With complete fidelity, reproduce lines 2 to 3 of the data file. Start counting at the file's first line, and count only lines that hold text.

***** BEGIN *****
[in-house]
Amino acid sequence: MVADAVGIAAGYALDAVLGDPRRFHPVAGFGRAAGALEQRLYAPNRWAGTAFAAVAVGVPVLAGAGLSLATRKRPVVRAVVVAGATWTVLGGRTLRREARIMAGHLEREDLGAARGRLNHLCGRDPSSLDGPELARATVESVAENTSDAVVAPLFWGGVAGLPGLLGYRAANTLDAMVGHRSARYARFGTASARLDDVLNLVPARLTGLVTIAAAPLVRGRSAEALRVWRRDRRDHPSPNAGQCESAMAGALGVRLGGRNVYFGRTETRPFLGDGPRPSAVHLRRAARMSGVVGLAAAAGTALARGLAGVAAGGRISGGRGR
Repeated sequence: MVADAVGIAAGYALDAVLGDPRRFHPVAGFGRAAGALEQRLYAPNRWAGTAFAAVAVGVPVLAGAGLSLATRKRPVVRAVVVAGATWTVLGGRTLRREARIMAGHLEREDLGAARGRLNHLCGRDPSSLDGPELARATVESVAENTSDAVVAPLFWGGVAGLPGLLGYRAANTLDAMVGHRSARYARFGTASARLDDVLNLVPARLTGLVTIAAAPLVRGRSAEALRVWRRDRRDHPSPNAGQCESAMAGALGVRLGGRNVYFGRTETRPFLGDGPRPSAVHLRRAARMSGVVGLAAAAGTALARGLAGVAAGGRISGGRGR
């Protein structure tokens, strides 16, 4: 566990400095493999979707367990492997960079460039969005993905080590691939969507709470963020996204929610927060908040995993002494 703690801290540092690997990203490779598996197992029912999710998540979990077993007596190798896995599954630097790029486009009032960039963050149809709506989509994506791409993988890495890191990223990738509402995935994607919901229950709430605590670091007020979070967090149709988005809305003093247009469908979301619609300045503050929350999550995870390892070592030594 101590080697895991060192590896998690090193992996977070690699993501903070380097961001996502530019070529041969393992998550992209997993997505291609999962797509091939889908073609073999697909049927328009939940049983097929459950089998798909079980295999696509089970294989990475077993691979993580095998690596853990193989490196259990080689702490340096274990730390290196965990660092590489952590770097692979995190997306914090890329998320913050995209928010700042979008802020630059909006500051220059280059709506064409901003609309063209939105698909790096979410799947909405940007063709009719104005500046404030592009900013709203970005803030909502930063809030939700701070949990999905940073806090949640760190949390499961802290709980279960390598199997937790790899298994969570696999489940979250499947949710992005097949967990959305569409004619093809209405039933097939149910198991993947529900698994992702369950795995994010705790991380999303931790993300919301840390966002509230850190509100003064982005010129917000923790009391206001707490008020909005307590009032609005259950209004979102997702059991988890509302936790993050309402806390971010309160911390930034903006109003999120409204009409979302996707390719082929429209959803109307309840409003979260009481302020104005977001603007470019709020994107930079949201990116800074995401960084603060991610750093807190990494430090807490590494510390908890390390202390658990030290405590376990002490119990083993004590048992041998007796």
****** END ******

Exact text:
Amino acid sequence: MVADAVGIAAGYALDAVLGDPRRFHPVAGFGRAAGALEQRLYAPNRWAGTAFAAVAVGVPVLAGAGLSLATRKRPVVRAVVVAGATWTVLGGRTLRREARIMAGHLEREDLGAARGRLNHLCGRDPSSLDGPELARATVESVAENTSDAVVAPLFWGGVAGLPGLLGYRAANTLDAMVGHRSARYARFGTASARLDDVLNLVPARLTGLVTIAAAPLVRGRSAEALRVWRRDRRDHPSPNAGQCESAMAGALGVRLGGRNVYFGRTETRPFLGDGPRPSAVHLRRAARMSGVVGLAAAAGTALARGLAGVAAGGRISGGRGR
Repeated sequence: MVADAVGIAAGYALDAVLGDPRRFHPVAGFGRAAGALEQRLYAPNRWAGTAFAAVAVGVPVLAGAGLSLATRKRPVVRAVVVAGATWTVLGGRTLRREARIMAGHLEREDLGAARGRLNHLCGRDPSSLDGPELARATVESVAENTSDAVVAPLFWGGVAGLPGLLGYRAANTLDAMVGHRSARYARFGTASARLDDVLNLVPARLTGLVTIAAAPLVRGRSAEALRVWRRDRRDHPSPNAGQCESAMAGALGVRLGGRNVYFGRTETRPFLGDGPRPSAVHLRRAARMSGVVGLAAAAGTALARGLAGVAAGGRISGGRGR